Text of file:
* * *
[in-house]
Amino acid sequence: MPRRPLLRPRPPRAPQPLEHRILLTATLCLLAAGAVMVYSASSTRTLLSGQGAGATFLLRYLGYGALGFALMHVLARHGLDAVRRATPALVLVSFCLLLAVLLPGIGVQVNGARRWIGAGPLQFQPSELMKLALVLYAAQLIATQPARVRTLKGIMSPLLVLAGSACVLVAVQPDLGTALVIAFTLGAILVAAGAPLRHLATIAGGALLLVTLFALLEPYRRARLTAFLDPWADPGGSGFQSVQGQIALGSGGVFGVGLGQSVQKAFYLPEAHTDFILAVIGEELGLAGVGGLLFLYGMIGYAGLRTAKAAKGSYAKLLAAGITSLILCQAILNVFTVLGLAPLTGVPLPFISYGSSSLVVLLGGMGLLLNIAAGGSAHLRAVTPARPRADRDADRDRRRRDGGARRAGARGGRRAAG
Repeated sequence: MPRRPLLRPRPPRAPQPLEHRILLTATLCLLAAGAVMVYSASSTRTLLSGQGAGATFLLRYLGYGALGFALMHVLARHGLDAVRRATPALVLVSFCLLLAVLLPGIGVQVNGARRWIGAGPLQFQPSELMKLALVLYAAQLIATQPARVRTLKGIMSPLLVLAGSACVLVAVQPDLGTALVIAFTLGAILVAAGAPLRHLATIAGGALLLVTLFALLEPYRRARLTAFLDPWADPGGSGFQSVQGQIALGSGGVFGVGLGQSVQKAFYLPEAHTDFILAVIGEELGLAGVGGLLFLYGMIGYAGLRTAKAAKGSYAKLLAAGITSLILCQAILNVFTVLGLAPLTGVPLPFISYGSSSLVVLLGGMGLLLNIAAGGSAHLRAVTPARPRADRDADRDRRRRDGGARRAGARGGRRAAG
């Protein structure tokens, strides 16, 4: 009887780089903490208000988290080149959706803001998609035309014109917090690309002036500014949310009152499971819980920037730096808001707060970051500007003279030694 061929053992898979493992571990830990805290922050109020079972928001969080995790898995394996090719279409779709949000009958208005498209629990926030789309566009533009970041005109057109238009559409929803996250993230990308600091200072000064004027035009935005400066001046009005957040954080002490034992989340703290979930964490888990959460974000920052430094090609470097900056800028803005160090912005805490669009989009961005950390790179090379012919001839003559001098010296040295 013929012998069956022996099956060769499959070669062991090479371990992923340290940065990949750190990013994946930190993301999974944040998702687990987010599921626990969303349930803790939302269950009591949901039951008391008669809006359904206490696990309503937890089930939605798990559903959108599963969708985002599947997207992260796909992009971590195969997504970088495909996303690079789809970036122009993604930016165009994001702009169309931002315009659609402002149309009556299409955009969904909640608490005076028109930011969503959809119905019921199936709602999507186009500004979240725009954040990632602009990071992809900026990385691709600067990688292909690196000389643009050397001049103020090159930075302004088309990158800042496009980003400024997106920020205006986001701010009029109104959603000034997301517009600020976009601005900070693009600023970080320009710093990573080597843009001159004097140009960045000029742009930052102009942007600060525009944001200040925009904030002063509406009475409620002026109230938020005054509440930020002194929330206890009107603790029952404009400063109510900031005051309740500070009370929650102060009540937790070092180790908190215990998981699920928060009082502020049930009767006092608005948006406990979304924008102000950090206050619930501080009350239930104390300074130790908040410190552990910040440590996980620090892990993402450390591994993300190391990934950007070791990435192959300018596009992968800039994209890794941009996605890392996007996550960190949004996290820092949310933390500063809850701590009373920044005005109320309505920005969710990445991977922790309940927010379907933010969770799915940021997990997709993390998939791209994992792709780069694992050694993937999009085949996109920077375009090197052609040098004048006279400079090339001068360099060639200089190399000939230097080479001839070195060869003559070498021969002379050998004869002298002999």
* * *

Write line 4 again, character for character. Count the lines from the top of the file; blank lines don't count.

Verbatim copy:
């Protein structure tokens, strides 16, 4: 009887780089903490208000988290080149959706803001998609035309014109917090690309002036500014949310009152499971819980920037730096808001707060970051500007003279030694 061929053992898979493992571990830990805290922050109020079972928001969080995790898995394996090719279409779709949000009958208005498209629990926030789309566009533009970041005109057109238009559409929803996250993230990308600091200072000064004027035009935005400066001046009005957040954080002490034992989340703290979930964490888990959460974000920052430094090609470097900056800028803005160090912005805490669009989009961005950390790179090379012919001839003559001098010296040295 013929012998069956022996099956060769499959070669062991090479371990992923340290940065990949750190990013994946930190993301999974944040998702687990987010599921626990969303349930803790939302269950009591949901039951008391008669809006359904206490696990309503937890089930939605798990559903959108599963969708985002599947997207992260796909992009971590195969997504970088495909996303690079789809970036122009993604930016165009994001702009169309931002315009659609402002149309009556299409955009969904909640608490005076028109930011969503959809119905019921199936709602999507186009500004979240725009954040990632602009990071992809900026990385691709600067990688292909690196000389643009050397001049103020090159930075302004088309990158800042496009980003400024997106920020205006986001701010009029109104959603000034997301517009600020976009601005900070693009600023970080320009710093990573080597843009001159004097140009960045000029742009930052102009942007600060525009944001200040925009904030002063509406009475409620002026109230938020005054509440930020002194929330206890009107603790029952404009400063109510900031005051309740500070009370929650102060009540937790070092180790908190215990998981699920928060009082502020049930009767006092608005948006406990979304924008102000950090206050619930501080009350239930104390300074130790908040410190552990910040440590996980620090892990993402450390591994993300190391990934950007070791990435192959300018596009992968800039994209890794941009996605890392996007996550960190949004996290820092949310933390500063809850701590009373920044005005109320309505920005969710990445991977922790309940927010379907933010969770799915940021997990997709993390998939791209994992792709780069694992050694993937999009085949996109920077375009090197052609040098004048006279400079090339001068360099060639200089190399000939230097080479001839070195060869003559070498021969002379050998004869002298002999």